Plenty of times we are asked about tooth replacement options such as implants, dentures or bridges. Of course, these options are given after a detailed evaluation of the area that needs to be replaced, as well as, medical history and habits of the patient. Implants are a versatile option to replace single or multiple teeth. For example, an ideal and pretty predictable scenario for an implant would be a healthy patient that lost a a single tooth, and the teeth adjacent to that site do not need any treatment. In this case, the implant is favored because it would be replacing a single tooth without affecting any other areas. Implants would also be indicated when multiple sites need to be replaced, as well as, for denture wearing patients. In the later stages, stability and retention of the complete or partial denture will be improved.
Fixed bridge are another great tooth replacement option. This is favored when contraindications for implant placement are present. Or when the teeth adjacent to the missing tooth site needs extensive fillings or crowns. Some contraindications for implant placement include systemic bone conditions, past history of using medications for bone density treatment, and smoking, among others. Every patient and every site is unique, so please do not hesitate to ask our professional opinion in what your best option will be!
There are two issues I would like to discuss today. The first being about pain relieving efforts following dental surgery and the second about lowering the risk of virus transmission within the dental office.
We have been inundated with debate about the pros and cons of “following science and listening to our scientists”. I have always been an advocate for evidence-based dentistry and during this pandemic I have watched and participated in more webinars than I care to think about. But staying up with the literature and being a lifelong student have always been a challenge within this profession. The opiate epidemic within our country has caused me to re-examine how I prescribe medication for dental surgery pain. Not that I don’t use opiates (a narcotic analgesic) anymore, but the literature has given me alternatives to consider as I evaluate each particular situation. A centrally acting narcotic has addictive liability that has to be weighed against the amount of pain relief that you are achieving with its use. And can you, with appropriate patient compliance, receive the same amount of pain relief with other options?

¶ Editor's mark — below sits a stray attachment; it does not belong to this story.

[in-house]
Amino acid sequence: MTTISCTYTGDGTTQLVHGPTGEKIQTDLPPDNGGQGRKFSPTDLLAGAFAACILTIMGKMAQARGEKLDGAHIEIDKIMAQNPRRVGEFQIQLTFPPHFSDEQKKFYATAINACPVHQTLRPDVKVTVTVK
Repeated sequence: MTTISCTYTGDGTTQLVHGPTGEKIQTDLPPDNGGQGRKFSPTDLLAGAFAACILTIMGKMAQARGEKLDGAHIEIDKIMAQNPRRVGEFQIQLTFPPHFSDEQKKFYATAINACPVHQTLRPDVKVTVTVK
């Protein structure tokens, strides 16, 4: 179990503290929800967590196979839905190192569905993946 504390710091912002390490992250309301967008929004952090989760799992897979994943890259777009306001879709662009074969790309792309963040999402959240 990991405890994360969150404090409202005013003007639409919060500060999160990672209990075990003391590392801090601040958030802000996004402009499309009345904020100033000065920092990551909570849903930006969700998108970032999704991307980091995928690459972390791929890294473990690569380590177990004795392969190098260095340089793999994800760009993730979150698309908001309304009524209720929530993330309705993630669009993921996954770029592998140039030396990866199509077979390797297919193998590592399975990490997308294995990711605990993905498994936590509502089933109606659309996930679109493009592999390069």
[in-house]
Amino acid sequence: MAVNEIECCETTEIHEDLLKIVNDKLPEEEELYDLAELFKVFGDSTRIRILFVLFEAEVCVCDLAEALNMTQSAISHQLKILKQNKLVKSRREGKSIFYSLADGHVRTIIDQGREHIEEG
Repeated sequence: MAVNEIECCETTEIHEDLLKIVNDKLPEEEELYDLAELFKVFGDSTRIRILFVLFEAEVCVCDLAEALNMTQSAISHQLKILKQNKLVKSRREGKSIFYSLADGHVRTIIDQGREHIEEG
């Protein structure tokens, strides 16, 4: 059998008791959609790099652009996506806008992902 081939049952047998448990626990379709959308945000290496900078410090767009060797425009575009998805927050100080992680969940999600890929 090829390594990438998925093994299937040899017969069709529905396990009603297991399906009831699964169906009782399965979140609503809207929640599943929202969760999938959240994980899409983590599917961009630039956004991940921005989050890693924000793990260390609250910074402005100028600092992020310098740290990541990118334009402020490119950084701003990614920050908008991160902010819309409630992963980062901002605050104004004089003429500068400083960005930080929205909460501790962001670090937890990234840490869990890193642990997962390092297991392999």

The American Dental Association (ADA) recommends considering non-steroidal anti-inflammatory drugs (NSAIDS) as first-line therapy for the management of acute pain. The following studies specifically show that naproxen sodium mono-therapy and ibuprofen/acetaminophen combination therapy may be alternatives in treating dental pain.
-In two single dose studies, patients who took naproxen sodium (Aleve) 440 mg. reported significantly reduced pain compared to those taking acetaminophen plus codeine (Tylenol #3) 660 mg./60 mg. from the three hour mark onward.
-In a single dose, 12 hour study, 1 and 2 pills of the single pill combination of ibuprofen/acetaminophen 200 mg./500 mg. were statistically and significantly more efficacious than placebo and acetaminophen/codeine 500 mg./15 mg. Also, the 2 pills offered significantly superior pain relief to ibuprofen/codeine 200 mg./12.8 mg.